Saturday , June 6 2020
Home / S. Sumner: Money Illusion / Five stages of denial

Five stages of denial

Summary:
[Before starting this silly post, let me say that I’m seeing some positive signs in data from many countries; the curves seem to be starting to bend. Yay!] Five Stages of Denial: Stage one: I feel for those poor Chinese suffering from the terrible coronavirus. Glad we don’t have it. Stage two: You say the problem is becoming worse here than in East Asia? That can’t possibly be true. Those East Asian countries must be faking the data. The West is superior. Stage three: OK, maybe the East Asian data is accurate, but we are much freer than the East Asian countries.  That’s why we are getting hit harder.  Freedom has a price. Stage four: You say it’s now gotten so bad in the West that many of us now have tighter restrictions that some of the East Asian countries?  OK, but the

Topics:
Scott Sumner considers the following as important:

This could be interesting, too:

Tyler Cowen writes Solve for the equilibrium

Tyler Cowen writes Thursday assorted links

Tyler Cowen writes Chesapeake travel notes

Scott Sumner writes The Fed cannot allow another lost decade

[Before starting this silly post, let me say that I’m seeing some positive signs in data from many countries; the curves seem to be starting to bend. Yay!]

Five Stages of Denial:

Stage one:

I feel for those poor Chinese suffering from the terrible coronavirus. Glad we don’t have it.

Stage two:

You say the problem is becoming worse here than in East Asia? That can’t possibly be true. Those East Asian countries must be faking the data. The West is superior.

Stage three:

OK, maybe the East Asian data is accurate, but we are much freer than the East Asian countries.  That’s why we are getting hit harder.  Freedom has a price.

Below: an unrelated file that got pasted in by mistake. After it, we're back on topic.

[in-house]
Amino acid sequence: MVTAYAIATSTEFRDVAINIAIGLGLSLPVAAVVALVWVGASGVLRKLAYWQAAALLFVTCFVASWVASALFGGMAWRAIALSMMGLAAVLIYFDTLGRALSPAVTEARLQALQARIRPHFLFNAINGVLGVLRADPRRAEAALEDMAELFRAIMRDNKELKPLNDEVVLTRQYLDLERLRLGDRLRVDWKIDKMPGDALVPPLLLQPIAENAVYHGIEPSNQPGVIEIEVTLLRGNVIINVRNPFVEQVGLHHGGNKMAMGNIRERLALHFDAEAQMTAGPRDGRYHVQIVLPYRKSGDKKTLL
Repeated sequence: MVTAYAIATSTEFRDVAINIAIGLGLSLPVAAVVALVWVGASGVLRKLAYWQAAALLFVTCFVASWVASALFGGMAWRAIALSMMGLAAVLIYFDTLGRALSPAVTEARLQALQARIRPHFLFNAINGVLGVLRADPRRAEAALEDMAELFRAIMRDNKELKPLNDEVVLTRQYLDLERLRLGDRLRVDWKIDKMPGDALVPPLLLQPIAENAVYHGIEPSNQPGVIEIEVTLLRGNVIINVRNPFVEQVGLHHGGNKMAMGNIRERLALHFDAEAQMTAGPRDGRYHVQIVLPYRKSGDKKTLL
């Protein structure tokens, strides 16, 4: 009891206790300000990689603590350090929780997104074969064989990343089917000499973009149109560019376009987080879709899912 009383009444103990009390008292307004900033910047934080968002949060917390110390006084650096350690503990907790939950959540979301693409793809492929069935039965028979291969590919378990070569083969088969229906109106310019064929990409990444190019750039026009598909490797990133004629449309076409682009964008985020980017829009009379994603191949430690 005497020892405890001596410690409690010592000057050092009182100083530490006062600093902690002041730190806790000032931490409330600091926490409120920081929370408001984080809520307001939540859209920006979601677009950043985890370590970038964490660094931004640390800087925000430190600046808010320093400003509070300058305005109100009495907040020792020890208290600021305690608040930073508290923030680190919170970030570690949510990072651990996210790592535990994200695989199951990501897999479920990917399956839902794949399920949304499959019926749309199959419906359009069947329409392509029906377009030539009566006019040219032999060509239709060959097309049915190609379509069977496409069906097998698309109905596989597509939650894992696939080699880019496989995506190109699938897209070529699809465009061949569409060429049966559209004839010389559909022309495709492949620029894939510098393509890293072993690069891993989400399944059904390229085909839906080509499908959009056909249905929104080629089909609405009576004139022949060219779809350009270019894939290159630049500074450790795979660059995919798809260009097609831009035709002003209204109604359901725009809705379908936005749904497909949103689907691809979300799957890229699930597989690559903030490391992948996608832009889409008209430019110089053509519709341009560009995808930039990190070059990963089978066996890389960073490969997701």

Stage four:

You say it’s now gotten so bad in the West that many of us now have tighter restrictions that some of the East Asian countries?  OK, but the Chinese are to blame for all of this.  They delayed reporting the severity of the epidemic for several weeks.

Stage five:

OK, you say that an extra few weeks would have made no difference, as the West spent nearly 2 months twiddling its thumbs once we found out? And you say that our governments also lied to us? Well then the Chinese are to blame because they are a barbaric race that eats wild animals, and that’s what created the disease in the first place, just as Africans created AIDS and Europeans explorers brought smallpox to the New World.

And BTW, you are an apologist for Communist China because you are forcing me to confront the fact that the West might not be as superior as I had assumed.

I guess it was inevitable that this crisis would push people toward “us vs. them” thinking, but it is still quite worrisome.  Even within the US, you have states trying to keep out residents of other states.  And that prejudice is directed against our fellow Americans; just imagine how Americans feel about foreigners right now.

Unfortunately, things are no better in China, where Westerners are now widely viewed as a disease-ridden menace that needs to be kept out of their country.  Let’s hope that sanity prevails in the long run.  Looking back at history, I think it’s fair to say that a global rise in hypernationalism generally doesn’t end well.

PS.  Here’s the pro-communist WSJ explaining how China successfully controlled the coronavirus.

PPS.  Here’s an excellent NYT article on how the Wuhan government covered up the problem.  It’s the best account I’ve seen.

And LOL:

Trump spent weeks downplaying the coronavirus — but now thinks keeping US deaths under 100,000 would be ‘a very good job’

To quote Former President Bush: “Brownie, you’re doing a heck of a job”.


Tags:

 
 
 
Scott Sumner
Scott B. Sumner is Research Fellow at the Independent Institute, the Director of the Program on Monetary Policy at the Mercatus Center at George Mason University and an economist who teaches at Bentley University in Waltham, Massachusetts. His economics blog, The Money Illusion, popularized the idea of nominal GDP targeting, which says that the Fed should target nominal GDP—i.e., real GDP growth plus the rate of inflation—to better "induce the correct level of business investment".

Leave a Reply

Your email address will not be published. Required fields are marked *